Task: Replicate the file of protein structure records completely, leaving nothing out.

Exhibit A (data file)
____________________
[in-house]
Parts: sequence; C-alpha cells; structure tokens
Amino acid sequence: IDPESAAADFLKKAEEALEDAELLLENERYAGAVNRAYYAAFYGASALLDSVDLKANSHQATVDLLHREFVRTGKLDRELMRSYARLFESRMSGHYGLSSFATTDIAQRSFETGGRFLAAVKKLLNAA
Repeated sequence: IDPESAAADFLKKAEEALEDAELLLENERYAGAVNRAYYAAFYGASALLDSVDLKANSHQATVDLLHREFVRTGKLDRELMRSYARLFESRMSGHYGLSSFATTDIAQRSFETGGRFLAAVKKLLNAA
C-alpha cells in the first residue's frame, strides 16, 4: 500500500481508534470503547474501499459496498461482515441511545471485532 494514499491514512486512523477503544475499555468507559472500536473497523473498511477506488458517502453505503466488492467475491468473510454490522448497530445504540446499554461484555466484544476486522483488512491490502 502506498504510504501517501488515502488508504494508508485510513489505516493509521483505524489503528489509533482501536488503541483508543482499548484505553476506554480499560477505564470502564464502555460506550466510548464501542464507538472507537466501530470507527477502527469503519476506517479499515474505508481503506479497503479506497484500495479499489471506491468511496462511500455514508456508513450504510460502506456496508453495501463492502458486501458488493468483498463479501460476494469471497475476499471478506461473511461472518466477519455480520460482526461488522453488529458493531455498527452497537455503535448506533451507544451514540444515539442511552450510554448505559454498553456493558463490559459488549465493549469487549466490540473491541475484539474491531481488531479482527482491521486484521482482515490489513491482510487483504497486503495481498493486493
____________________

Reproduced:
[in-house]
Parts: sequence; C-alpha cells; structure tokens
Amino acid sequence: IDPESAAADFLKKAEEALEDAELLLENERYAGAVNRAYYAAFYGASALLDSVDLKANSHQATVDLLHREFVRTGKLDRELMRSYARLFESRMSGHYGLSSFATTDIAQRSFETGGRFLAAVKKLLNAA
Repeated sequence: IDPESAAADFLKKAEEALEDAELLLENERYAGAVNRAYYAAFYGASALLDSVDLKANSHQATVDLLHREFVRTGKLDRELMRSYARLFESRMSGHYGLSSFATTDIAQRSFETGGRFLAAVKKLLNAA
C-alpha cells in the first residue's frame, strides 16, 4: 500500500481508534470503547474501499459496498461482515441511545471485532 494514499491514512486512523477503544475499555468507559472500536473497523473498511477506488458517502453505503466488492467475491468473510454490522448497530445504540446499554461484555466484544476486522483488512491490502 502506498504510504501517501488515502488508504494508508485510513489505516493509521483505524489503528489509533482501536488503541483508543482499548484505553476506554480499560477505564470502564464502555460506550466510548464501542464507538472507537466501530470507527477502527469503519476506517479499515474505508481503506479497503479506497484500495479499489471506491468511496462511500455514508456508513450504510460502506456496508453495501463492502458486501458488493468483498463479501460476494469471497475476499471478506461473511461472518466477519455480520460482526461488522453488529458493531455498527452497537455503535448506533451507544451514540444515539442511552450510554448505559454498553456493558463490559459488549465493549469487549466490540473491541475484539474491531481488531479482527482491521486484521482482515490489513491482510487483504497486503495481498493486493